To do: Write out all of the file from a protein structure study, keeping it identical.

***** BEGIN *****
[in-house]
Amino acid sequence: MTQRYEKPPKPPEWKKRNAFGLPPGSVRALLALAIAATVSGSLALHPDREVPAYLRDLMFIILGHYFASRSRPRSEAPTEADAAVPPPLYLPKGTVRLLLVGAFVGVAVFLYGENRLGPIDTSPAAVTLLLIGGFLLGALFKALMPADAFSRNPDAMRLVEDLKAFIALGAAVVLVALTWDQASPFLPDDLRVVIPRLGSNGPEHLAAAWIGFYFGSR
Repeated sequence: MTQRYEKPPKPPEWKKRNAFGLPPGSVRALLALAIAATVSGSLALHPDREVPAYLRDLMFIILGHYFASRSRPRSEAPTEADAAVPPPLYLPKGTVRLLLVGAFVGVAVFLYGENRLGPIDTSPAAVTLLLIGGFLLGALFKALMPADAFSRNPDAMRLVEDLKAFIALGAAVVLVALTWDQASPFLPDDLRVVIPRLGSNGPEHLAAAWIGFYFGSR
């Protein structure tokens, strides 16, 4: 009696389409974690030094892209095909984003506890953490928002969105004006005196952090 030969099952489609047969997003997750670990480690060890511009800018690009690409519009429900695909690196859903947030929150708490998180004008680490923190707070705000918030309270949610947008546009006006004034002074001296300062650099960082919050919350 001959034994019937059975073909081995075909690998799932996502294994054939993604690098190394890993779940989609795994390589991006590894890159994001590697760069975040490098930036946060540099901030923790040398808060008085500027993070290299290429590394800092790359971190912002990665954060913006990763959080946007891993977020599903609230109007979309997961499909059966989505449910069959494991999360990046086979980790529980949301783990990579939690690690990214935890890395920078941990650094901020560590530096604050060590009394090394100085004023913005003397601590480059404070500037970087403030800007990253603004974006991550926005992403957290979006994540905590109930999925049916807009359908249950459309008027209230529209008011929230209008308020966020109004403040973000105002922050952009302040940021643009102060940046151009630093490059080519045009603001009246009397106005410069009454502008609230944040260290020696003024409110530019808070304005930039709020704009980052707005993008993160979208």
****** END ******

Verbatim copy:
[in-house]
Amino acid sequence: MTQRYEKPPKPPEWKKRNAFGLPPGSVRALLALAIAATVSGSLALHPDREVPAYLRDLMFIILGHYFASRSRPRSEAPTEADAAVPPPLYLPKGTVRLLLVGAFVGVAVFLYGENRLGPIDTSPAAVTLLLIGGFLLGALFKALMPADAFSRNPDAMRLVEDLKAFIALGAAVVLVALTWDQASPFLPDDLRVVIPRLGSNGPEHLAAAWIGFYFGSR
Repeated sequence: MTQRYEKPPKPPEWKKRNAFGLPPGSVRALLALAIAATVSGSLALHPDREVPAYLRDLMFIILGHYFASRSRPRSEAPTEADAAVPPPLYLPKGTVRLLLVGAFVGVAVFLYGENRLGPIDTSPAAVTLLLIGGFLLGALFKALMPADAFSRNPDAMRLVEDLKAFIALGAAVVLVALTWDQASPFLPDDLRVVIPRLGSNGPEHLAAAWIGFYFGSR
């Protein structure tokens, strides 16, 4: 009696389409974690030094892209095909984003506890953490928002969105004006005196952090 030969099952489609047969997003997750670990480690060890511009800018690009690409519009429900695909690196859903947030929150708490998180004008680490923190707070705000918030309270949610947008546009006006004034002074001296300062650099960082919050919350 001959034994019937059975073909081995075909690998799932996502294994054939993604690098190394890993779940989609795994390589991006590894890159994001590697760069975040490098930036946060540099901030923790040398808060008085500027993070290299290429590394800092790359971190912002990665954060913006990763959080946007891993977020599903609230109007979309997961499909059966989505449910069959494991999360990046086979980790529980949301783990990579939690690690990214935890890395920078941990650094901020560590530096604050060590009394090394100085004023913005003397601590480059404070500037970087403030800007990253603004974006991550926005992403957290979006994540905590109930999925049916807009359908249950459309008027209230529209008011929230209008308020966020109004403040973000105002922050952009302040940021643009102060940046151009630093490059080519045009603001009246009397106005410069009454502008609230944040260290020696003024409110530019808070304005930039709020704009980052707005993008993160979208």